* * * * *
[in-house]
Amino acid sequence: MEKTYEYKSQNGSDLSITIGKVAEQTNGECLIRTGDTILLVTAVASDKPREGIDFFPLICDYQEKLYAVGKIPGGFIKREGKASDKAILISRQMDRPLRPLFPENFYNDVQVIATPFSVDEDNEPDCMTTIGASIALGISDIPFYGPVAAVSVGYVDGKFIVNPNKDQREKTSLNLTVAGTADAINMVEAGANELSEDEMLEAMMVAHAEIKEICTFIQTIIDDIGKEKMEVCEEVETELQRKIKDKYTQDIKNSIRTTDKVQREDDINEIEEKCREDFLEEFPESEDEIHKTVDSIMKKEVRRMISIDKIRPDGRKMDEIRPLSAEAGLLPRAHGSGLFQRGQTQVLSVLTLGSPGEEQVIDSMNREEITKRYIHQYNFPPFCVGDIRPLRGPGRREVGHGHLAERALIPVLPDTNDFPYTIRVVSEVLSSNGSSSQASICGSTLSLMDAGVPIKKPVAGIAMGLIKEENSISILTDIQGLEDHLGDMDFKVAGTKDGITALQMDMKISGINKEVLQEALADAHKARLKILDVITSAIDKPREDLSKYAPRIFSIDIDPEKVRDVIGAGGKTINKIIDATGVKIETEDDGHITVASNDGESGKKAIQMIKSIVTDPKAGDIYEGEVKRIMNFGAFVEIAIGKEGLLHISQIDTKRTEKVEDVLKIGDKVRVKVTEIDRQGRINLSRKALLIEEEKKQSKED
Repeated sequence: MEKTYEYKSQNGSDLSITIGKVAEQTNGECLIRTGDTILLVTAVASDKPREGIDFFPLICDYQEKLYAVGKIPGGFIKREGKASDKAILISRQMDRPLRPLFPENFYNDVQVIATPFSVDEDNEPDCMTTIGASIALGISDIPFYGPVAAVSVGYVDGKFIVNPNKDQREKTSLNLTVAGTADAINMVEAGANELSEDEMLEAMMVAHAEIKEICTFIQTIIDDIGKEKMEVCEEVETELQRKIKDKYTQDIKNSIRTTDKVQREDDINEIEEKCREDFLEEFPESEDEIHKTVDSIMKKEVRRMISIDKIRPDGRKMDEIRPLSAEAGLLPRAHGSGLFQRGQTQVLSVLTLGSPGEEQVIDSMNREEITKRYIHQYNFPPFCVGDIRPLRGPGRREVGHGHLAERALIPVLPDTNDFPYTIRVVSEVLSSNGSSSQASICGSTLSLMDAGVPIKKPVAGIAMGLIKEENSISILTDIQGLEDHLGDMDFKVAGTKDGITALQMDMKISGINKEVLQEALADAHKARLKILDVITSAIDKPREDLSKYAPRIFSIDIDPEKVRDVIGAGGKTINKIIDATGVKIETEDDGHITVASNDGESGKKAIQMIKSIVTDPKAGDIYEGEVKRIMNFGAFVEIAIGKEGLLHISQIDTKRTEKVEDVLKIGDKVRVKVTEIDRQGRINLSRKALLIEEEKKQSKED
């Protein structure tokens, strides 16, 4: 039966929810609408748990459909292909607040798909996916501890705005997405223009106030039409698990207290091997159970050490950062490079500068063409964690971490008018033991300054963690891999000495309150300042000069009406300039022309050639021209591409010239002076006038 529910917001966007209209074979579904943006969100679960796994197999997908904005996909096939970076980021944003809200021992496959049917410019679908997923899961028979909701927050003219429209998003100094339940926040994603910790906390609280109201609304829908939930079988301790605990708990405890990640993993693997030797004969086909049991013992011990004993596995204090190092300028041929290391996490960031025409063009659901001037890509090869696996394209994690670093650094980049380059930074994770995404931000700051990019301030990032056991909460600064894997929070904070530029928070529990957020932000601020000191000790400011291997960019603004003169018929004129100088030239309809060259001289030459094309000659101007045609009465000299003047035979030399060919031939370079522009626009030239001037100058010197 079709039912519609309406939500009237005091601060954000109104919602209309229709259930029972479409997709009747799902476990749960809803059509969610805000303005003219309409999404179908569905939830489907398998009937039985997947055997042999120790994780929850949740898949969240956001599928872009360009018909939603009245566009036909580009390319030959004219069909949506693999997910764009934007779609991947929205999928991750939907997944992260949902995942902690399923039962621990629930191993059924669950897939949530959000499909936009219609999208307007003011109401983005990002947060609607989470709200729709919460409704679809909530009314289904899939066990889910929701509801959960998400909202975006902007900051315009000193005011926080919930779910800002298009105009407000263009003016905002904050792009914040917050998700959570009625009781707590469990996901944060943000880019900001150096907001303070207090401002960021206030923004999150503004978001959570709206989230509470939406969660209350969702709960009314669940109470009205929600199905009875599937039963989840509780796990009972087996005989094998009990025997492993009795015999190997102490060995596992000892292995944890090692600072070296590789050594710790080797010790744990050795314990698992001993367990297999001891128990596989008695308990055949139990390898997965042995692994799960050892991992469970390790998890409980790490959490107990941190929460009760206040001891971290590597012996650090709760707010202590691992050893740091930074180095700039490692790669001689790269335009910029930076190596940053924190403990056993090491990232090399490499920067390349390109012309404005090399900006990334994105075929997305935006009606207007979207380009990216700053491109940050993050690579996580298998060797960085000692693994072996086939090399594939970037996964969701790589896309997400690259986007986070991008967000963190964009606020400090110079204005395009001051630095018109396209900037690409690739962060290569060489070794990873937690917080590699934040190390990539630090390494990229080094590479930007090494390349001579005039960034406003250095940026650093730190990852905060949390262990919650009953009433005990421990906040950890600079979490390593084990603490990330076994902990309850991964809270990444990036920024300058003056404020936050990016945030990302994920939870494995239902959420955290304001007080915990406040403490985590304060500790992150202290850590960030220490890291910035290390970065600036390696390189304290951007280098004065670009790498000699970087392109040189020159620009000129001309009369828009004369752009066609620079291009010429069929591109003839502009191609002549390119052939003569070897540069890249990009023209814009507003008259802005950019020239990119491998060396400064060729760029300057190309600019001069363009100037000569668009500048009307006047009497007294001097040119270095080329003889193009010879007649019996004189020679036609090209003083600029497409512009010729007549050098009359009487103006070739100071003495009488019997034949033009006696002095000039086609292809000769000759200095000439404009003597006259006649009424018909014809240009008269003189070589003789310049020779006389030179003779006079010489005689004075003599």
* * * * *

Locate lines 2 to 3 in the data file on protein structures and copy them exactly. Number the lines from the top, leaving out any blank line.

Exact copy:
Amino acid sequence: MEKTYEYKSQNGSDLSITIGKVAEQTNGECLIRTGDTILLVTAVASDKPREGIDFFPLICDYQEKLYAVGKIPGGFIKREGKASDKAILISRQMDRPLRPLFPENFYNDVQVIATPFSVDEDNEPDCMTTIGASIALGISDIPFYGPVAAVSVGYVDGKFIVNPNKDQREKTSLNLTVAGTADAINMVEAGANELSEDEMLEAMMVAHAEIKEICTFIQTIIDDIGKEKMEVCEEVETELQRKIKDKYTQDIKNSIRTTDKVQREDDINEIEEKCREDFLEEFPESEDEIHKTVDSIMKKEVRRMISIDKIRPDGRKMDEIRPLSAEAGLLPRAHGSGLFQRGQTQVLSVLTLGSPGEEQVIDSMNREEITKRYIHQYNFPPFCVGDIRPLRGPGRREVGHGHLAERALIPVLPDTNDFPYTIRVVSEVLSSNGSSSQASICGSTLSLMDAGVPIKKPVAGIAMGLIKEENSISILTDIQGLEDHLGDMDFKVAGTKDGITALQMDMKISGINKEVLQEALADAHKARLKILDVITSAIDKPREDLSKYAPRIFSIDIDPEKVRDVIGAGGKTINKIIDATGVKIETEDDGHITVASNDGESGKKAIQMIKSIVTDPKAGDIYEGEVKRIMNFGAFVEIAIGKEGLLHISQIDTKRTEKVEDVLKIGDKVRVKVTEIDRQGRINLSRKALLIEEEKKQSKED
Repeated sequence: MEKTYEYKSQNGSDLSITIGKVAEQTNGECLIRTGDTILLVTAVASDKPREGIDFFPLICDYQEKLYAVGKIPGGFIKREGKASDKAILISRQMDRPLRPLFPENFYNDVQVIATPFSVDEDNEPDCMTTIGASIALGISDIPFYGPVAAVSVGYVDGKFIVNPNKDQREKTSLNLTVAGTADAINMVEAGANELSEDEMLEAMMVAHAEIKEICTFIQTIIDDIGKEKMEVCEEVETELQRKIKDKYTQDIKNSIRTTDKVQREDDINEIEEKCREDFLEEFPESEDEIHKTVDSIMKKEVRRMISIDKIRPDGRKMDEIRPLSAEAGLLPRAHGSGLFQRGQTQVLSVLTLGSPGEEQVIDSMNREEITKRYIHQYNFPPFCVGDIRPLRGPGRREVGHGHLAERALIPVLPDTNDFPYTIRVVSEVLSSNGSSSQASICGSTLSLMDAGVPIKKPVAGIAMGLIKEENSISILTDIQGLEDHLGDMDFKVAGTKDGITALQMDMKISGINKEVLQEALADAHKARLKILDVITSAIDKPREDLSKYAPRIFSIDIDPEKVRDVIGAGGKTINKIIDATGVKIETEDDGHITVASNDGESGKKAIQMIKSIVTDPKAGDIYEGEVKRIMNFGAFVEIAIGKEGLLHISQIDTKRTEKVEDVLKIGDKVRVKVTEIDRQGRINLSRKALLIEEEKKQSKED